Of The Arrow (OA)
National Honor Society
For more than 90 years, the Order of the Arrow (OA) has recognized
Scouts and Scouters who best exemplify the Scout Oath and Law in their
daily lives. This recognition provides encouragement for others
to live these ideals as well. Arrowmen are known for maintaining
camping traditions and spirit, promoting year-round and long term resident
camping, and providing cheerful service to others. OA service,
activities, adventures, and training for youth and adults are models
of quality leadership development and programming that enrich and help
to extend Scouting to America's youth.
The mission of the Order of the Arrow is to fulfill its purpose as
an integral part of the Boy Scouts of America through positive youth
leadership under the guidance of selected capable adults.
As Scouting’s National Honor Society, our purpose is to:
• Recognize those who best exemplify the Scout Oath and Law in their daily
lives and through that recognition cause others to conduct themselves in a way
that warrants similar recognition.
• Promote camping, responsible outdoor adventure, and environmental stewardship
as essential components of every Scout’s experience, in the unit, year-round,
and in summer camp.
• Develop leaders with the willingness, character, spirit and ability to
advance the activities of their units, our Brotherhood, Scouting, and ultimately
• Crystallize the Scout habit of helpfulness into a life purpose of leadership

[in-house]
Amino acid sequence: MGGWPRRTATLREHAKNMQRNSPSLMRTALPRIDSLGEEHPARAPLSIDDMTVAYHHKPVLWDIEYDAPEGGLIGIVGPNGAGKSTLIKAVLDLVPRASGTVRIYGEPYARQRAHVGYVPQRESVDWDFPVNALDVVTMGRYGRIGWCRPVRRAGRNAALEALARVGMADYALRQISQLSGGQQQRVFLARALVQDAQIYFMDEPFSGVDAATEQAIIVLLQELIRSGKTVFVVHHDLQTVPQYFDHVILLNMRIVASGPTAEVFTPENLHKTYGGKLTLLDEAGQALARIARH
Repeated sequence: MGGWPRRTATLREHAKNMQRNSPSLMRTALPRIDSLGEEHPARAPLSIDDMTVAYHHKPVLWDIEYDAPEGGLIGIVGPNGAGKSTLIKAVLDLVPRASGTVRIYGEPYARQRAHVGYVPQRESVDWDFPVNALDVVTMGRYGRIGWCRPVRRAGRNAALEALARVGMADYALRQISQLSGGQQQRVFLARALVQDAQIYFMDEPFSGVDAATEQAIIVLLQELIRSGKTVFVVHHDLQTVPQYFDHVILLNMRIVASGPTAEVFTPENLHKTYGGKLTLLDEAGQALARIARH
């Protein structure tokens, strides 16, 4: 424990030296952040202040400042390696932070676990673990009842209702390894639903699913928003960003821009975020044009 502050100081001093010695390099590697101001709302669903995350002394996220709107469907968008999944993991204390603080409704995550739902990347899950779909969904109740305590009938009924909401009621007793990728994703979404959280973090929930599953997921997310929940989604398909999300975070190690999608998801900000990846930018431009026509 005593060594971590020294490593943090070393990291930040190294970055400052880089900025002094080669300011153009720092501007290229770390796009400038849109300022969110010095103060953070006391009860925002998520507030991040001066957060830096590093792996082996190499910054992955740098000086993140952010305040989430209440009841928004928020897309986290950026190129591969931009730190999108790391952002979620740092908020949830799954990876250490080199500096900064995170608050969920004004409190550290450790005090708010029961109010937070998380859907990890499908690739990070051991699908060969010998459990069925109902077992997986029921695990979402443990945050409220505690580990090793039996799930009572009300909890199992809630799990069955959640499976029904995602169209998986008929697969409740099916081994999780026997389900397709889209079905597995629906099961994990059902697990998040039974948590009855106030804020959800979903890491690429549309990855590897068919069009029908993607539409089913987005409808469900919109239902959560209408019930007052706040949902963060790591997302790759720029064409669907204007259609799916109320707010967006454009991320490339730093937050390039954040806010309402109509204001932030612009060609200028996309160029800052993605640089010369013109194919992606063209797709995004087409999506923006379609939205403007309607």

in cheerful service to others.
The Order of the Arrow was founded by Dr. E. Urner Goodman and Carroll A. Edson
in 1915 at the Treasure Island Camp of the Philadelphia Council, Boy Scouts of
America. It became an official program experiment in 1922 and was approved
as part of the Scouting program in 1934. In 1948 the OA, recognized as
the BSA's national brotherhood of honor campers, became an official part of the
Boy Scouts of America. In 1998, the Order of the Arrow became recognized
as Scouting's National Honor Society when it expanded its reach beyond camping
to include broader service to Scouting and the community.
The OA has more than 170,000 active members located in lodges affiliated with
over 295 BSA local councils.
The Order of the Arrow membership requirements are:
• Be a registered member of the Boy Scouts of America.
• After registration with a troop or team, have experienced 15 days and
nights of Boy Scout camping during the two-year period prior to the election. The
15 days and nights must include one, but no more than one, long-term camp consisting
of six consecutive days and five nights of resident camping, approved and under
the auspices and standards of the Boy Scouts of America. The balance of
the camping must be overnight, weekend, or other short-term camps.
• Youth must be under the age of 21, hold the BSA First Class rank or higher,
and following approval by the Scoutmaster or Varsity team Coach, be elected by
the youth members of their troop or team.
• Adults (age 21 or older) who are registered in the BSA and meet the camping
requirements may be selected following nomination to the lodge adult selection
committee. Adult selection is based on their ability to perform the necessary
functions to help the Order fulfill its purpose, and is not for recognition of
service, including current or prior positions. Selected adults must be an asset
to the Order because of demonstrated abilities, and must provide a positive example
for the growth and development of the youth members of the lodge.
The induction ceremony, called the Ordeal, is the first step toward full membership